Originally published by USA Today
My assignment for USA TODAY’s ambitious project on the migrant crisis was to cover immigration court in Los Angeles. I knew this would be a tough assignment to visualize as photography and videography are not allowed inside of a federal courthouse.
For the project, the USA TODAY Network wanted to show, not tell, what was happening in real-time. Reporting spanned one week in June and took place across the U.S., Mexico, El Salvador and Guatemala. I was one of almost 30 journalists who reported during that week. My assignment: Tell our readers what it’s like to face a judge and ask for asylum in the U.S.
After spending a day getting background from legal representatives at the courthouse in L.A., I learned that the number of asylum cases had grown exponentially, and that more than likely I would not see the same person twice during my week of reporting. I knew every person coming through immigration court had a unique story to tell, I just needed to find the best way to tell it visually.
After a couple of days on the assignment, fellow USA TODAY reporter Jared Weber and I found ourselves at El Rescate, a non-profit that offers legal services for individuals seeking asylum in the United States. That day they were offering walk-in consultations for families looking for asylum in the United States. With the opportunity of being around that many migrant families looking for legal advice in a single day, I asked if I could set up a photo studio in their building to interview and capture portraits of individuals after their consultations.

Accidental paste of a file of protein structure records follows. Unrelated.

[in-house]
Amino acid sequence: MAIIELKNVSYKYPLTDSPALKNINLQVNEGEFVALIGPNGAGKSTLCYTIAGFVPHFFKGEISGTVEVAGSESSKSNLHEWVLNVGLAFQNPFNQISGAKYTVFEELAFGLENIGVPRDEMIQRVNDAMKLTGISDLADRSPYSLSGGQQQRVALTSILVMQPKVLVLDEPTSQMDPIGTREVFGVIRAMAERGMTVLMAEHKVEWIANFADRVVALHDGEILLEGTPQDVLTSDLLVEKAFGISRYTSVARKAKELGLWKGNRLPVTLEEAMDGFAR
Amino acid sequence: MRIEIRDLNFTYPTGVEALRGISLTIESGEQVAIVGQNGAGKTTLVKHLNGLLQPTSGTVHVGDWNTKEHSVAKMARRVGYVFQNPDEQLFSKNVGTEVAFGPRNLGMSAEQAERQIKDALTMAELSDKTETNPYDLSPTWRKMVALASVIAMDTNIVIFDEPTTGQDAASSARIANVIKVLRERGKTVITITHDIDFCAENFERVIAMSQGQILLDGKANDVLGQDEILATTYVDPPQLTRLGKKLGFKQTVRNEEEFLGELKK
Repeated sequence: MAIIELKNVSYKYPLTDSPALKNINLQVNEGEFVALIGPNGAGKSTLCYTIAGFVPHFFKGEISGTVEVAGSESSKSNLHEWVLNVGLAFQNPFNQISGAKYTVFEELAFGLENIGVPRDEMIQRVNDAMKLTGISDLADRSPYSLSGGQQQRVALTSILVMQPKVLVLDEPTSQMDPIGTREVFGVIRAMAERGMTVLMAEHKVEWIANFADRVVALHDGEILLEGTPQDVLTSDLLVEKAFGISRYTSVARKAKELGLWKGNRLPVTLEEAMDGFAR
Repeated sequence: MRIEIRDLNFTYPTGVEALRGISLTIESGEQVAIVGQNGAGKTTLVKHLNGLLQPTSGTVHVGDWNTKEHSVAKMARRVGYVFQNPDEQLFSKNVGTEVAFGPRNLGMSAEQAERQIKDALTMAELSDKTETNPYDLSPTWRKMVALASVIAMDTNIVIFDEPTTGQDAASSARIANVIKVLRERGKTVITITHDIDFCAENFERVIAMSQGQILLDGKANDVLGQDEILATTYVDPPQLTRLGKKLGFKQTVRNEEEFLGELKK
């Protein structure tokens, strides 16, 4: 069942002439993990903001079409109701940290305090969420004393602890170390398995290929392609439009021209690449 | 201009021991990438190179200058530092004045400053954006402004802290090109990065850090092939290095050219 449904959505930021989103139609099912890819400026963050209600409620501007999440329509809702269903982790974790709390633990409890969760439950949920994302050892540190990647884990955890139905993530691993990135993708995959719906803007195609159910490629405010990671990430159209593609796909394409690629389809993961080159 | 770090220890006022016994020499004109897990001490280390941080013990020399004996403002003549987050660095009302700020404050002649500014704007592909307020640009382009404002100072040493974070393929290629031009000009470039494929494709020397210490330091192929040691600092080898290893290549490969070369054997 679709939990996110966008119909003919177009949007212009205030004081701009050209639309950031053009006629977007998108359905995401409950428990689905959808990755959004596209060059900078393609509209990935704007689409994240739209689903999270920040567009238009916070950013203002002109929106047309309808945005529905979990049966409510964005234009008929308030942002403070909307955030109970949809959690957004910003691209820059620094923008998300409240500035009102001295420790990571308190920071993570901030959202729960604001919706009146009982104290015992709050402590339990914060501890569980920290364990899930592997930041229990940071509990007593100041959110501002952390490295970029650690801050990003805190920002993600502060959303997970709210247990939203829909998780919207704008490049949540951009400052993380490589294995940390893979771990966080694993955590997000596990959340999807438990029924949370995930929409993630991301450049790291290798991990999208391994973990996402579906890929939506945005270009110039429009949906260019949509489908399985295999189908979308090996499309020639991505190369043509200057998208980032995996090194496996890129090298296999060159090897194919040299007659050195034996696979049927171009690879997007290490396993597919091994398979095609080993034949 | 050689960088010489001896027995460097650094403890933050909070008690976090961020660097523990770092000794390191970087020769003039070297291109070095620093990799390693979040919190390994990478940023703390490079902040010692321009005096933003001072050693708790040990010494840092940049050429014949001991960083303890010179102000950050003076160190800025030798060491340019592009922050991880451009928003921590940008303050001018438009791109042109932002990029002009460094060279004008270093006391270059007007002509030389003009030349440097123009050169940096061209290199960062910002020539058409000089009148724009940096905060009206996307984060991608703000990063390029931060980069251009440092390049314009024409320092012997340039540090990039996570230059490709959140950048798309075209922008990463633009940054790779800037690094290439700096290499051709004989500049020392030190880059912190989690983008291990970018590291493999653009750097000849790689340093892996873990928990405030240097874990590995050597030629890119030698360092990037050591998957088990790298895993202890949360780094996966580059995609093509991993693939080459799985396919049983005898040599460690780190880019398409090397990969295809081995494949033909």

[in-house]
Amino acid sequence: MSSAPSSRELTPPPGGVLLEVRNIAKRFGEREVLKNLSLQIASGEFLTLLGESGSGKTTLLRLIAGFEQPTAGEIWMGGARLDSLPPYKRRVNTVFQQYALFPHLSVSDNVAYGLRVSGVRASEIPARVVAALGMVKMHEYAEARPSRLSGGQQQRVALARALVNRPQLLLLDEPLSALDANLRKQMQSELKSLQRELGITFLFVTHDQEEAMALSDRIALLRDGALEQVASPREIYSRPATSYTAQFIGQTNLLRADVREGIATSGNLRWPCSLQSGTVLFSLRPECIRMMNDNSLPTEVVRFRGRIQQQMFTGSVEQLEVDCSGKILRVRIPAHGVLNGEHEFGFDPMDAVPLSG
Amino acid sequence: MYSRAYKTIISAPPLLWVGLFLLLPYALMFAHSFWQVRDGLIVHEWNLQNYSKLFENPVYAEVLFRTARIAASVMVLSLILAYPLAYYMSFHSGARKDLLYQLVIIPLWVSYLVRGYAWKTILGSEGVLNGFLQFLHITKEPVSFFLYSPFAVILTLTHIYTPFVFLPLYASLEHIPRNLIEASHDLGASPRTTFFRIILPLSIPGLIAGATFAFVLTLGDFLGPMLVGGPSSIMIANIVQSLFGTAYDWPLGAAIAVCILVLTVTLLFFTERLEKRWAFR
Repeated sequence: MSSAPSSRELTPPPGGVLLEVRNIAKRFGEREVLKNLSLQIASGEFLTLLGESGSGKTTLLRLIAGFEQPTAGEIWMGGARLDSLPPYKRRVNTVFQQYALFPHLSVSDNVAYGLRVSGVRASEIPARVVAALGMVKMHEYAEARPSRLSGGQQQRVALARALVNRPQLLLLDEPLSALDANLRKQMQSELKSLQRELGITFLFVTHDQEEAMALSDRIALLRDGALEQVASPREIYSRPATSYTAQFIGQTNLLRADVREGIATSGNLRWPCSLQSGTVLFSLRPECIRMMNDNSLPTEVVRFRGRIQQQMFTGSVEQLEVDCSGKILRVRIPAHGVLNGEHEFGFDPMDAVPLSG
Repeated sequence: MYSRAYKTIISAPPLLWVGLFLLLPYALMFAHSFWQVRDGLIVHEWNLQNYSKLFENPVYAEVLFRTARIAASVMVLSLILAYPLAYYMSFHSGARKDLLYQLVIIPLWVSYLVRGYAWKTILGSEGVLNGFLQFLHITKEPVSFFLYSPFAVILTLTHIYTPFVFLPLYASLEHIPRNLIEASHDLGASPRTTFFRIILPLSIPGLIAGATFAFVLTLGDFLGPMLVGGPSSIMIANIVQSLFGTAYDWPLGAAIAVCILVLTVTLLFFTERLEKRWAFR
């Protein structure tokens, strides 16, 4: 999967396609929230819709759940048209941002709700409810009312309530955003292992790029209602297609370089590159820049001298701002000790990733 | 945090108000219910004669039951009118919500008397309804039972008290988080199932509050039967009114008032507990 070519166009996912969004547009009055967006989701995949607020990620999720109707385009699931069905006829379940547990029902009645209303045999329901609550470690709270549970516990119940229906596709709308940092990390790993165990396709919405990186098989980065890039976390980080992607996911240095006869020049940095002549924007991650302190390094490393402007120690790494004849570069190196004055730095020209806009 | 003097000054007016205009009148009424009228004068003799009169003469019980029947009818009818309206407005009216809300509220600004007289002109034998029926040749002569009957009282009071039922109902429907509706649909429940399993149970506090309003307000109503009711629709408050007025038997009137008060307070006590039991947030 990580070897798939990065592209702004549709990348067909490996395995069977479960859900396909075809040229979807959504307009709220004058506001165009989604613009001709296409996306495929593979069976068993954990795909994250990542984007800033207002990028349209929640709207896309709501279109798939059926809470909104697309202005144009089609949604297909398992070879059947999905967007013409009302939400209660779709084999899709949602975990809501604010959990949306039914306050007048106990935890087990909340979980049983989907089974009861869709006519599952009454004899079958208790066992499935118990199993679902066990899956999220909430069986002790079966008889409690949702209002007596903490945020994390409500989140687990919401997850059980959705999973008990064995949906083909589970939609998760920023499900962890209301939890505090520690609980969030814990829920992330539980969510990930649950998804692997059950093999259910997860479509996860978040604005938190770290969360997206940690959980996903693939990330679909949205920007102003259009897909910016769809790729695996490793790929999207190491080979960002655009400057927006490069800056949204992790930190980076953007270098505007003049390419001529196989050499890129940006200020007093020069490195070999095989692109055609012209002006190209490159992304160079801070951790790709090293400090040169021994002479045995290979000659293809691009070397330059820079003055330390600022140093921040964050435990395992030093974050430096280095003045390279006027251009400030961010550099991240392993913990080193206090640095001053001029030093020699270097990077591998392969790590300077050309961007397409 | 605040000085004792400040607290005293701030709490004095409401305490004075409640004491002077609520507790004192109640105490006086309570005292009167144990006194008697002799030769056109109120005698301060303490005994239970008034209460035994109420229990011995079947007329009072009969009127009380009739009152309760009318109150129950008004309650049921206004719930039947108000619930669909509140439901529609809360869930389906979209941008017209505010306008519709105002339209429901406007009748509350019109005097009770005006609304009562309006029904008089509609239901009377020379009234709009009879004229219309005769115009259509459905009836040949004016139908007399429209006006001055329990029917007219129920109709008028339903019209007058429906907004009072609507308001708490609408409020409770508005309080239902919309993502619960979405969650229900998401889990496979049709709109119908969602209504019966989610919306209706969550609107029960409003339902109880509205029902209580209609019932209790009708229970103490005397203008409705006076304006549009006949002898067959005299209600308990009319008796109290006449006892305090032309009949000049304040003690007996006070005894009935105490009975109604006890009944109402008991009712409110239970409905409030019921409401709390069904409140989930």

I received approval for the studio, which consisted of a Fiilex dual power LED light and a grey translucent backdrop that I placed in front of a window in the back room of El Rescate. After their legal consultations, every family had the option to be photographed and interviewed. Many individuals stopped and spoke with us, but some did not want their faces shown.
I had to come up with a creative way of photographing some of these subjects in a way that maintained their anonymity. Jared and I listened to each person as they told us their reasoning for making such a strenuous journey to the United States and the obstacles they faced during their journey.
I chose to shoot the portraits digitally, but also on film with a Hasselblad medium format camera. I then had the film digitally scanned and chose to showcase the film portraits over the digital originals because the film gave the portraits a sense of timelessness.
There was a lot of uncertainty and fear in the voices of the migrants, but also a sense of hope. I wanted the portraits to humanize a broad issue that often renders people as a statistic.
Jeffrey, a native of Honduras, was continuously persecuted for identifying as a member of the LGBT community. After being badly beaten by a Honduras gang known as A team, he migrated to the United States with his son. His journey took two months and along the journey, he stayed in four camps. (Photo: Harrison Hill, USA TODAY Network)